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December 16, 1992

The Pruritus of Cholestasis and the Opioid System

Author Affiliations

From the Liver Diseases Section, Digestive Diseases Branch, National Institute of Diabetes and Digestive and Kidney Diseases, National Institutes of Health, Bethesda, Md.

JAMA. 1992;268(23):3359-3362. doi:10.1001/jama.1992.03490230089034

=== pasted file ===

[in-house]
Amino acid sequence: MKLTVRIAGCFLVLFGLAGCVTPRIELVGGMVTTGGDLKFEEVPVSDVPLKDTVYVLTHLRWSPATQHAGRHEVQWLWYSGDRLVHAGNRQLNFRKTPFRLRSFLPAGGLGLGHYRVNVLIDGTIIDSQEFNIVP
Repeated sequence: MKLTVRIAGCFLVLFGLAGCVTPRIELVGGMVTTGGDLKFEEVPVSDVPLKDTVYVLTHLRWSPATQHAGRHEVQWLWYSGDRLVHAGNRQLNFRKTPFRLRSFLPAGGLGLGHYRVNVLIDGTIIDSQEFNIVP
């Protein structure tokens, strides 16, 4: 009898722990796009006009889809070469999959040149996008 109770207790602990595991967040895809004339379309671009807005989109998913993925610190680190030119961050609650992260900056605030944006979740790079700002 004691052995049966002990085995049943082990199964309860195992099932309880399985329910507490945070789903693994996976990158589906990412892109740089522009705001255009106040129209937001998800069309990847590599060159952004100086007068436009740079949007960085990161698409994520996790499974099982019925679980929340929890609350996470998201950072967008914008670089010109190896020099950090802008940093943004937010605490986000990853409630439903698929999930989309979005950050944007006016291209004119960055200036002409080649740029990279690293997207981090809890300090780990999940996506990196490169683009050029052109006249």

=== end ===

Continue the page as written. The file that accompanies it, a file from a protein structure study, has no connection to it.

SELECTED CASE  A year after being told that she had abnormal liver test results, a 52-year-old white woman presented with increasing fatigue, pruritus, diffuse abdominal pain, and jaundice. Although endoscopic retrograde cholangiopancreatography was indicated, a diagnostic laparotomy was undertaken. An intraoperative cholangiogram revealed beading and narrowing of intrahepatic and extrahepatic bile ducts characteristic of primary sclerosing cholangitis. Cholecystectomy, exploration of the common bile duct, and endoscopic dilation of large-duct biliary strictures were performed. During the ensuing 12 months the pruritus became severe. Her entire body itched; she slept poorly and felt like she was "on a cactus bed." She scratched until she bled, but scratching did not relieve the pruritus. Conventional doses and schedules of cholestyramine, hydroxyzine hydrochloride, and ursodeoxycholic acid had failed to provide her with relief and her pruritus was considered to be intractable.When referred to the National Institutes of Health, she was scratching continuously and was